When I was in the 8th grade, I was fortunate enough to qualify for the state, and ultimately the national, Scripps Howard Spelling Bee. Now, having a certain amount of talent in the spelling area, I made it through my school and regional qualifiers without much effort. Once I was qualified for state, I knew that I needed to put some work into learning new words to be more prepared for the contest. I started going through old spelling lists and reading (yes, reading) the dictionary! My mom quizzed me almost every day and my parents gave me my 8th grade graduation present early - a huge, electric typewriter (that kind of dates me, doesn't it?) so that I could type words as another way to learn them. My teacher/principal would send me to the library during school to study. Since my teacher/principal was also the school librarian (and she was teaching class), I often ended up falling asleep during this time. After winning state, the local newspaper came out to do a story and take a picture. The picture showed me sitting on the front lawn of the school with my teacher/principal, studying together and the news article quoted her as saying how much she had worked with me to achieve this accomplishment. I always thought that was a little humorous...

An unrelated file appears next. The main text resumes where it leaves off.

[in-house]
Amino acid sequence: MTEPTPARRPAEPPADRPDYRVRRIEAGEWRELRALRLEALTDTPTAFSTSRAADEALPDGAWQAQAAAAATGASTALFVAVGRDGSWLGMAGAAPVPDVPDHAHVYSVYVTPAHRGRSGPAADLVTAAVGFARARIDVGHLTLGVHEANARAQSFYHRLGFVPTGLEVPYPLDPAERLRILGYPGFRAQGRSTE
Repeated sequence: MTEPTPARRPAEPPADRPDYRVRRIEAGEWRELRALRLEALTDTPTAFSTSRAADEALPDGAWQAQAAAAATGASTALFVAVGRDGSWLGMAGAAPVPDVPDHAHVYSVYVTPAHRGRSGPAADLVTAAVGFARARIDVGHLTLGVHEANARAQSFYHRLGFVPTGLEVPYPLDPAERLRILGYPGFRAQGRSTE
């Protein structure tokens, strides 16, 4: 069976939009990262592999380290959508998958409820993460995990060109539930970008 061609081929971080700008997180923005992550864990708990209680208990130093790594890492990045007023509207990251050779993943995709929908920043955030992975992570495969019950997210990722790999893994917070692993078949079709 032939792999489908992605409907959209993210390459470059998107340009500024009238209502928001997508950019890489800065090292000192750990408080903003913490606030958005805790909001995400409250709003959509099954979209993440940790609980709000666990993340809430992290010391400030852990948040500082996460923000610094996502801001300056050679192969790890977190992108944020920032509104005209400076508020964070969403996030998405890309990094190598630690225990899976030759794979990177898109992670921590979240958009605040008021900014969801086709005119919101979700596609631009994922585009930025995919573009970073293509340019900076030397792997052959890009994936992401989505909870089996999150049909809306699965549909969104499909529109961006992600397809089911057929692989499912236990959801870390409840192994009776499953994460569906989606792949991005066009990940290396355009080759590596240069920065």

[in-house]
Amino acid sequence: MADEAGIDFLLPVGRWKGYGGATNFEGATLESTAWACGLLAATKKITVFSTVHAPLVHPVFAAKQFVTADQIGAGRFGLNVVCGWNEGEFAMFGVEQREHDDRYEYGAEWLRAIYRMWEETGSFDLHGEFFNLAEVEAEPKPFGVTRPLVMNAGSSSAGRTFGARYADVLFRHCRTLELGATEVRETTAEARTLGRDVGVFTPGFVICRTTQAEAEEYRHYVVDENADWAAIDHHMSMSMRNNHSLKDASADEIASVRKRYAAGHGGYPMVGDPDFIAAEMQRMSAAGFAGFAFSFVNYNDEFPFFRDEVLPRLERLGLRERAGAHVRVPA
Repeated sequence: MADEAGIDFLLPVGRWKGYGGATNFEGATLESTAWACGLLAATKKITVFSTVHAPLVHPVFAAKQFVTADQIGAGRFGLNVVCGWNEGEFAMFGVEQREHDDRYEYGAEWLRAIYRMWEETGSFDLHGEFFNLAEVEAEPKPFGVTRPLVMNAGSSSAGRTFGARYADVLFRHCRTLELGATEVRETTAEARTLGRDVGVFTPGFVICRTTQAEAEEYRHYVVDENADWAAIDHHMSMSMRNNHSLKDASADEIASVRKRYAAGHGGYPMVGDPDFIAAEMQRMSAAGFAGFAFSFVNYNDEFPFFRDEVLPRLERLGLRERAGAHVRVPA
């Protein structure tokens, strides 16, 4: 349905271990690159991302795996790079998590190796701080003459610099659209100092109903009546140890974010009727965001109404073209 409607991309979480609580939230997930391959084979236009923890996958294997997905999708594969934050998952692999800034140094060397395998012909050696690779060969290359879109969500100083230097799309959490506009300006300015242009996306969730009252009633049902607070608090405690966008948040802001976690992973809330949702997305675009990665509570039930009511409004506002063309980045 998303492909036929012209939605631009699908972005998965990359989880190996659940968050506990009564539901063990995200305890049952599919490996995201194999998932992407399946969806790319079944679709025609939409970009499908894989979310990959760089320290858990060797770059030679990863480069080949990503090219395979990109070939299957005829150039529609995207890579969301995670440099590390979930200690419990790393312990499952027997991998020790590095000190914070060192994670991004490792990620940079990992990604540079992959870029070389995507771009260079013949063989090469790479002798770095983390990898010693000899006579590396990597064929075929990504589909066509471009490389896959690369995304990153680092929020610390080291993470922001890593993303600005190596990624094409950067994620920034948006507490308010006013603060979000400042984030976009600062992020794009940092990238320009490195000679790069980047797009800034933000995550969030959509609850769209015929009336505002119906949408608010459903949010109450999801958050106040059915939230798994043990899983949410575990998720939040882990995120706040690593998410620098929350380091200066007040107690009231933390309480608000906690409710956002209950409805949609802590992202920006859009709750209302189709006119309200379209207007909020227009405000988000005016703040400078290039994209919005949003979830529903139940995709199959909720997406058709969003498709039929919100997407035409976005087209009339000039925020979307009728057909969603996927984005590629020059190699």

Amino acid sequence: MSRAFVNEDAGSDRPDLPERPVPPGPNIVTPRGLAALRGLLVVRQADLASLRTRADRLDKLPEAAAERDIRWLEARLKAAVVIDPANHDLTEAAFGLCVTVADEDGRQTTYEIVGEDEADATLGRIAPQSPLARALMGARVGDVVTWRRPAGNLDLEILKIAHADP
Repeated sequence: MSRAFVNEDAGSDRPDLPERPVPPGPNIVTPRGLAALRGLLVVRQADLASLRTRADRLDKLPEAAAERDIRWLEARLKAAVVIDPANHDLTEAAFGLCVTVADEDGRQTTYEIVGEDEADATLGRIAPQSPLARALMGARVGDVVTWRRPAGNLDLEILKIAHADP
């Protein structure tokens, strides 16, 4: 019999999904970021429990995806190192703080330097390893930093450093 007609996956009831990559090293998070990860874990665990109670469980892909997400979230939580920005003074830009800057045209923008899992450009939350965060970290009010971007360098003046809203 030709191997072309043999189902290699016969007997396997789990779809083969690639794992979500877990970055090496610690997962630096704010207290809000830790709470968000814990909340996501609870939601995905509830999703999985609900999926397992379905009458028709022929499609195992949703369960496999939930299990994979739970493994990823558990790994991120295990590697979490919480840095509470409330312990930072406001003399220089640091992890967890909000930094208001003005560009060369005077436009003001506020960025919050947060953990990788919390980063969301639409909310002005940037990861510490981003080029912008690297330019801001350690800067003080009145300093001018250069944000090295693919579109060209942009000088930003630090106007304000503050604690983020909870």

So why am I telling this story? There are several lessons we can pull out of this story:
1- Natural talent can only take you so far. Once you hit a certain level, you must practice your skills to advance.
2- There are different ways to learn. Some need visual, some verbal, some interactive learning and a combination of these is ideal.
3- You can't send a child into the library and expect them to stay awake. Wait- that's not the lesson...
You can't just tell someone to do something and expect that they will actually do it. There needs to be some monitoring and accountability. Progress should be checked and sometimes additional instruction may be needed.
4- You don't have to know every word in the dictionary to coach or mentor someone else to greatness. Parents are awesome. Spelling is definitely not my dad's thing. But he was there (mom, too) to support and encourage me in the challenge.
5- Be deserving of what you take credit for. What is your perception of the teacher/principal in this story? Insincere? A bit of a weasel? Do you know people like that? Are you people like that? Who really deserves the credit?
What kind of leader will you be today?